Is it risky to drink tea when you’re pregnant? A new study from University College Dublin has some worrying news for tea drinkers who are expecting.

The question of whether caffeine is bad for unborn babies is hotly debated by scientists, doctors, expectant mothers, and people who love to have opinions about them. But a recent study conducted at University College Dublin indicates that there is a link between caffeine consumption during pregnancy and adverse birth outcomes, such as low birth weight and premature birth.

The team behind the study, led by researcher Ling-Wei Chen, suggested that it is especially important to spread this information in countries where tea consumption is popular, due to widespread misconceptions about the caffeine content of tea.

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"Our findings have potentially important public health implications in countries where a lot of black tea is consumed, such as Ireland and the UK,” they said.

People sharing a cup of tea in front of a warm open fire

People sharing a cup of tea in front of a warm open fire

The study examined the data of 1,000 Irish from the early days of pregnancy to birth, and looked at caffeine consumption and birth records of newborns, specifically at birth size and gestational age.

For 48% of those in the study, tea was the main source of caffeine, followed by coffee for 39%.

A cup of black tea contains, on average, 47 mg of caffeine, while the average cup of coffee contains 95 mg.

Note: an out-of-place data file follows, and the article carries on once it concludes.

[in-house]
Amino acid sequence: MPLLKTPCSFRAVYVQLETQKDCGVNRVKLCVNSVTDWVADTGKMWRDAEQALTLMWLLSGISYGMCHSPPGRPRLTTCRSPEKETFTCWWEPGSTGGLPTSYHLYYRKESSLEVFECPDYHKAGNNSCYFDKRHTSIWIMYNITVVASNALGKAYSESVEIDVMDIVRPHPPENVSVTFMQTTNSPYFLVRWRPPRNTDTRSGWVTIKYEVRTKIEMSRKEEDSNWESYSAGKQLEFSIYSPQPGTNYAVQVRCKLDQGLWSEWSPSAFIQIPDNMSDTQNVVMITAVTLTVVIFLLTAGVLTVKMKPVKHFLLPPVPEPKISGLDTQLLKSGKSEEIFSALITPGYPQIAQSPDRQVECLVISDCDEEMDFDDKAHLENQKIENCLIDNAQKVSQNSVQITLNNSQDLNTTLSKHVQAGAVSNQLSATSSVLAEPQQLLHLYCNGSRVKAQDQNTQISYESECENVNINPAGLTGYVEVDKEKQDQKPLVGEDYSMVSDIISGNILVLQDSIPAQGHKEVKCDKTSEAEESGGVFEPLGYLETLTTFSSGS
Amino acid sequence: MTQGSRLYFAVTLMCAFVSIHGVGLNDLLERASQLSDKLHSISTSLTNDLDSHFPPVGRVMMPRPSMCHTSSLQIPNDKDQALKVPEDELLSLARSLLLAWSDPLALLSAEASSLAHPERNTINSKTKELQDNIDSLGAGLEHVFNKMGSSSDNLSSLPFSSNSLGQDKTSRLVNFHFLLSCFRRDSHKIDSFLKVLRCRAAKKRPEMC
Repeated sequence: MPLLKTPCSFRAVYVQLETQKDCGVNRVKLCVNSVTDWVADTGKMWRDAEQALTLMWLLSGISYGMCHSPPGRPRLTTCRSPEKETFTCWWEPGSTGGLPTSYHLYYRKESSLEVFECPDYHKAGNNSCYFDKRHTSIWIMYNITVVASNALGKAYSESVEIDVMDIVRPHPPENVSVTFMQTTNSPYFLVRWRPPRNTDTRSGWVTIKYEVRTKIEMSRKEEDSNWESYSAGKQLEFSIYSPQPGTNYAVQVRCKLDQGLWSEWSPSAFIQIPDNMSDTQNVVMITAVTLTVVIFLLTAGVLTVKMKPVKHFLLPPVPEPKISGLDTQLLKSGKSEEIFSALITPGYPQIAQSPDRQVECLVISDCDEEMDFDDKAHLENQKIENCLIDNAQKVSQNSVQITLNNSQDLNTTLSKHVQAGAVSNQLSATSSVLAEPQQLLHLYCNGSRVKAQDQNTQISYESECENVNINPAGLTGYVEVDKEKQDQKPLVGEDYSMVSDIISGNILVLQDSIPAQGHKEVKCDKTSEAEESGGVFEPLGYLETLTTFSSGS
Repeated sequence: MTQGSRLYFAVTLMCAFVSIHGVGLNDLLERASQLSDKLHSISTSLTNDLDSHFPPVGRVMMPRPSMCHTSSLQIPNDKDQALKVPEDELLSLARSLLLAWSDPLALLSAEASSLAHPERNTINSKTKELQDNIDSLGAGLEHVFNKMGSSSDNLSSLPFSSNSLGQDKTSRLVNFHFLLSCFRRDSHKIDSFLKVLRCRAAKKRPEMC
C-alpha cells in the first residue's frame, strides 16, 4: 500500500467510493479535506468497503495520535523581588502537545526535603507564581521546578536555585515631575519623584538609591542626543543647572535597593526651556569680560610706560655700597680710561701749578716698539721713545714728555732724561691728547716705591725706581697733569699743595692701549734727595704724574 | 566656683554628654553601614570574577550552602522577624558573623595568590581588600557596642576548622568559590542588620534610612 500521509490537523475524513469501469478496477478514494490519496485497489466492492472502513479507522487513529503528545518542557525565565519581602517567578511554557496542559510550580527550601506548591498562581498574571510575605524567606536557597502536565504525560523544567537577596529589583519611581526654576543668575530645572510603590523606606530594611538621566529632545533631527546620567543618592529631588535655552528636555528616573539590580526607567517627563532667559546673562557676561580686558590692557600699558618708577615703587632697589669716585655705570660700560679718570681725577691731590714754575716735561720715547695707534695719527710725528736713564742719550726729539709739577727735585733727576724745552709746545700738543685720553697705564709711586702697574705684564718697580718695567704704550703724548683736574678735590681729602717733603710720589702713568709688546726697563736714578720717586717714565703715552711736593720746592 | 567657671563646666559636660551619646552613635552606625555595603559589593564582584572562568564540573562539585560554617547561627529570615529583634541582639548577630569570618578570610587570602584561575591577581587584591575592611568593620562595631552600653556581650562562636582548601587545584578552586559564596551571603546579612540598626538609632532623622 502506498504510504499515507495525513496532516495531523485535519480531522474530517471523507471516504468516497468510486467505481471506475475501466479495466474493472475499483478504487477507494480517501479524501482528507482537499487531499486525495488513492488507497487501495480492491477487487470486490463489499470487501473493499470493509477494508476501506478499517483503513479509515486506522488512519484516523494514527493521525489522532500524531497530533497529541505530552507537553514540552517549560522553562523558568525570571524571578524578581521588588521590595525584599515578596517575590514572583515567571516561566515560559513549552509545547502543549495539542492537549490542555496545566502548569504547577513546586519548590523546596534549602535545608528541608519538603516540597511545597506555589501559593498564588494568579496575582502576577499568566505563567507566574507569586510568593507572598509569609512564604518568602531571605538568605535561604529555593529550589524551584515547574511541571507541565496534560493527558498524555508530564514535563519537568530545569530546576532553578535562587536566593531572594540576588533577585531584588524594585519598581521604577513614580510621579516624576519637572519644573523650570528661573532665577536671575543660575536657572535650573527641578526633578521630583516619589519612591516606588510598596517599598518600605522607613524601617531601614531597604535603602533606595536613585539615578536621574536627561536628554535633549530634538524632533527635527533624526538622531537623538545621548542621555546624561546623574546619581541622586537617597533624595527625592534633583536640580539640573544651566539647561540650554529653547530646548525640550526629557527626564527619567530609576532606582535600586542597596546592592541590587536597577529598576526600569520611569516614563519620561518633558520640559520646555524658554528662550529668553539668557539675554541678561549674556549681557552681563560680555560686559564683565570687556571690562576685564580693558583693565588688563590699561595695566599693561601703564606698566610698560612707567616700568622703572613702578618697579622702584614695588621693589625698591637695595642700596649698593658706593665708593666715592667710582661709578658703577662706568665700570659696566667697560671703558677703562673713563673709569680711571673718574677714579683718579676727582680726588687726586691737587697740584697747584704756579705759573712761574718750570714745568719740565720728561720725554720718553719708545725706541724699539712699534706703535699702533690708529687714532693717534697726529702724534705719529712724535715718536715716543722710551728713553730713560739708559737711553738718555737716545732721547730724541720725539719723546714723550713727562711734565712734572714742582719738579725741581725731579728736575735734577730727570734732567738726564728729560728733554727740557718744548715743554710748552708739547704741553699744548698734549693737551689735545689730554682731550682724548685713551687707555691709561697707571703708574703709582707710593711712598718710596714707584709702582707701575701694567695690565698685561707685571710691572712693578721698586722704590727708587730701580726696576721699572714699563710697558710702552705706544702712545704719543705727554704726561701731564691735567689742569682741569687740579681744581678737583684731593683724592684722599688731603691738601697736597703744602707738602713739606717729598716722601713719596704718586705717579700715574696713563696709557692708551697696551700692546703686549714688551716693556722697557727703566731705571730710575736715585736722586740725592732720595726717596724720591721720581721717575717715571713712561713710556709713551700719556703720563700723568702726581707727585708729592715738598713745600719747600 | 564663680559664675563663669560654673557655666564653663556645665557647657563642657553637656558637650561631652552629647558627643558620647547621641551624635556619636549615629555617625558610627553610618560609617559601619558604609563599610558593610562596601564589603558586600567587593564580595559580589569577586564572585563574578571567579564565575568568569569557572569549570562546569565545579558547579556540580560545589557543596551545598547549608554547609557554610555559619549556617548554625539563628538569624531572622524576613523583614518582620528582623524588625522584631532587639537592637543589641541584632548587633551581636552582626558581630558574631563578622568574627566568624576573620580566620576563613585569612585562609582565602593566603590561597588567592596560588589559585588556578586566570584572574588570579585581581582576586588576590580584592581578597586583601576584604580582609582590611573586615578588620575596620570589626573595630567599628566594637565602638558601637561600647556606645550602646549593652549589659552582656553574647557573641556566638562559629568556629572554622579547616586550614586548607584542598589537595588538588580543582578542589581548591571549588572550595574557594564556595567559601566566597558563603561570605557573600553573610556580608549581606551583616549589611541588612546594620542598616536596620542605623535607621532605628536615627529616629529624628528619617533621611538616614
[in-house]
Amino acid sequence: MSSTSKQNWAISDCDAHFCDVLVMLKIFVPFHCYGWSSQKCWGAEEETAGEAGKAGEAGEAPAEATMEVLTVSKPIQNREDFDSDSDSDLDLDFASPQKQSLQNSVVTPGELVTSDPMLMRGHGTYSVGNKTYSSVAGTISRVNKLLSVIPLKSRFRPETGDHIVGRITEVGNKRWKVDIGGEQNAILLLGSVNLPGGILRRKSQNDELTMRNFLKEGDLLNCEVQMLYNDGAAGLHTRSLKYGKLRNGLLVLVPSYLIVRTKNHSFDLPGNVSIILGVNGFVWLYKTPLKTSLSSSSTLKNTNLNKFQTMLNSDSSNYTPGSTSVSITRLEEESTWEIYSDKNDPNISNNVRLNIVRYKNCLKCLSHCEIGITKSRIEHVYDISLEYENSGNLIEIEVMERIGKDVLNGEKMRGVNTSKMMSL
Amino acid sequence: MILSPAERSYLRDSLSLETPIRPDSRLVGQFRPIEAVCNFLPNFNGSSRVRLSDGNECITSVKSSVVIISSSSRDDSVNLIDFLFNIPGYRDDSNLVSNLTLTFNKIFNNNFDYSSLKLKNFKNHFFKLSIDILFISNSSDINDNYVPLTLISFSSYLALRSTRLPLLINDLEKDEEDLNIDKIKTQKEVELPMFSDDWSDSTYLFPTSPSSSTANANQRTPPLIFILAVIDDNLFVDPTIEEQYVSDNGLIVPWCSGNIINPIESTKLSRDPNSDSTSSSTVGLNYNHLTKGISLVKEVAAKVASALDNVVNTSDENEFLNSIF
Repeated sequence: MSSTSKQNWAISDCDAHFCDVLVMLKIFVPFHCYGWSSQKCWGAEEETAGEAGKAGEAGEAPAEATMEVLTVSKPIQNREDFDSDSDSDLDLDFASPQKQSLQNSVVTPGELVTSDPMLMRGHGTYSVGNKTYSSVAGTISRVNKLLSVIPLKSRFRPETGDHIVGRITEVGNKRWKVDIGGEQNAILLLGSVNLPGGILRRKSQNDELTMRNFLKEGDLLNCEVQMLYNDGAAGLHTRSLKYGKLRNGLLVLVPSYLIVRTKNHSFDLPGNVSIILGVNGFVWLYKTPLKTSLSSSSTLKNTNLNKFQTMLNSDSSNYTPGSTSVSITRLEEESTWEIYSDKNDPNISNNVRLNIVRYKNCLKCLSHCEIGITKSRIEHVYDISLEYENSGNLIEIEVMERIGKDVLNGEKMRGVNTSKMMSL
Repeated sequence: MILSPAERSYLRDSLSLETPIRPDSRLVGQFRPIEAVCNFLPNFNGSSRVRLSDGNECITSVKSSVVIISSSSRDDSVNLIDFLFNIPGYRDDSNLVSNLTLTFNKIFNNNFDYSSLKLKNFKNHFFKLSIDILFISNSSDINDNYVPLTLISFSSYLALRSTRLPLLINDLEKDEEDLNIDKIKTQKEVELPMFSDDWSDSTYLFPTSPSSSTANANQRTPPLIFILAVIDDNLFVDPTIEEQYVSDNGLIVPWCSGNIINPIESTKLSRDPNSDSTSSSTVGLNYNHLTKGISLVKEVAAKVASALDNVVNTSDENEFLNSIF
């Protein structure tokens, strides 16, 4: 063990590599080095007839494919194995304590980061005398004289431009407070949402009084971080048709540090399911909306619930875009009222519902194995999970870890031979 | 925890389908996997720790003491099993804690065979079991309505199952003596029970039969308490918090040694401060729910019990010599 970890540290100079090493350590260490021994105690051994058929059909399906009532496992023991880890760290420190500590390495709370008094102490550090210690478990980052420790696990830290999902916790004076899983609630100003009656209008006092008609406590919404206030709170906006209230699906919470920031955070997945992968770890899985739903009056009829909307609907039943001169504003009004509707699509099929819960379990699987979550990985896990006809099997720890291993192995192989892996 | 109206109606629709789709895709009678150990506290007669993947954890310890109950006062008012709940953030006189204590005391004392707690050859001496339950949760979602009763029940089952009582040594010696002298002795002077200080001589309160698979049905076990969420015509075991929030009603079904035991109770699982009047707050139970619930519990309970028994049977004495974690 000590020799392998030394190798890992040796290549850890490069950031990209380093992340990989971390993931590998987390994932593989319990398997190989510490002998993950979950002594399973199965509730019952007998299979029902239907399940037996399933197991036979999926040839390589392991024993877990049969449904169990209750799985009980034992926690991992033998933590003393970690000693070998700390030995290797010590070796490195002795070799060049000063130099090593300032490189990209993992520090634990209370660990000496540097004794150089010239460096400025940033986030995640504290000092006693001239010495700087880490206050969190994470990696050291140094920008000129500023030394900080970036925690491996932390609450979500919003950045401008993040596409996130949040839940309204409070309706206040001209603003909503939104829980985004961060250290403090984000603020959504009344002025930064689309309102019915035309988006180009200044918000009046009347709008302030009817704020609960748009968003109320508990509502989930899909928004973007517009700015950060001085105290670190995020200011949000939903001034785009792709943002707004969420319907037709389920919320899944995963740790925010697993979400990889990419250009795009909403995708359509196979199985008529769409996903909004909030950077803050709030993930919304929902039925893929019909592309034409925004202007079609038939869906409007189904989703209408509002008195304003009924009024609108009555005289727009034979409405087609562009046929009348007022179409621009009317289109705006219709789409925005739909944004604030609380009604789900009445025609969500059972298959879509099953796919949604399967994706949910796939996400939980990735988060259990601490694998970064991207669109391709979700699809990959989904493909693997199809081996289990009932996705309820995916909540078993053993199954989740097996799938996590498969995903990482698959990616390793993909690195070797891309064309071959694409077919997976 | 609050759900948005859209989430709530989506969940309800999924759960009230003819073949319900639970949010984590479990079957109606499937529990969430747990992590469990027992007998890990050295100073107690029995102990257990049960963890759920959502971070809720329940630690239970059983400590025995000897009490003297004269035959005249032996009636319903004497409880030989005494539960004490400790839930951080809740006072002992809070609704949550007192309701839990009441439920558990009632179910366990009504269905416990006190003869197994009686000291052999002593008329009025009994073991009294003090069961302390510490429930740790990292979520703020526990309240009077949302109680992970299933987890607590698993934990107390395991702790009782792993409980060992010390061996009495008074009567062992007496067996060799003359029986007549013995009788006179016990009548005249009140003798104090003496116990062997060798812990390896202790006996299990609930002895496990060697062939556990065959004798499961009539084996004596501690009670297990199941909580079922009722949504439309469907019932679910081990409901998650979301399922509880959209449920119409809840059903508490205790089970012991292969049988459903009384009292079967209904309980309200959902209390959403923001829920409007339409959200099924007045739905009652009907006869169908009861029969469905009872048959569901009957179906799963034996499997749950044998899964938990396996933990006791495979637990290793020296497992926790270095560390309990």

The UCD researchers found that, in the group with the highest caffeine consumption, the chance of delivering a baby with a lower birth rate or gestational age was nearly twice as high. The source of caffeine (i.e. tea or coffee) did not make a difference.

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As a statement from the team noted, their findings do not prove causation; only a link:

“These findings and other study results, are from observational studies, and observational studies cannot prove that caffeine causes these outcomes, only that there is a link between them.

“To prove causation, scientists would need to conduct randomised controlled trials. However, to do so might be deemed ethically dubious.”

So, is it necessary to avoid caffeine entirely during pregnancy?

The researchers advise that “it is prudent to at least limit caffeine intake during pregnancy or when planning to conceive. It is not well-recognised that tea contains a significant amount of caffeine, so its consumption should also be taken into consideration when trying to adhere to the guideline caffeine intake limit during pregnancy.”

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And how much should caffeine intake be limited?

“The recommended caffeine intake level during pregnancy differs across health organisations and countries. The World Health Organisation (WHO)  recommends an intake of less than 300mg per day.

“In contrast, organisations such as The Food Safety Authority of Ireland and The American College of Obstetricians and Gynecologists recommend an intake of less than 200mg per day.

“However, our study shows an increased risk of adverse birth outcomes even for a maternal consumption level lower than these recommended levels.”

Would you or have you given up caffeine while pregnant? Share your experience in the comment section or on Facebook.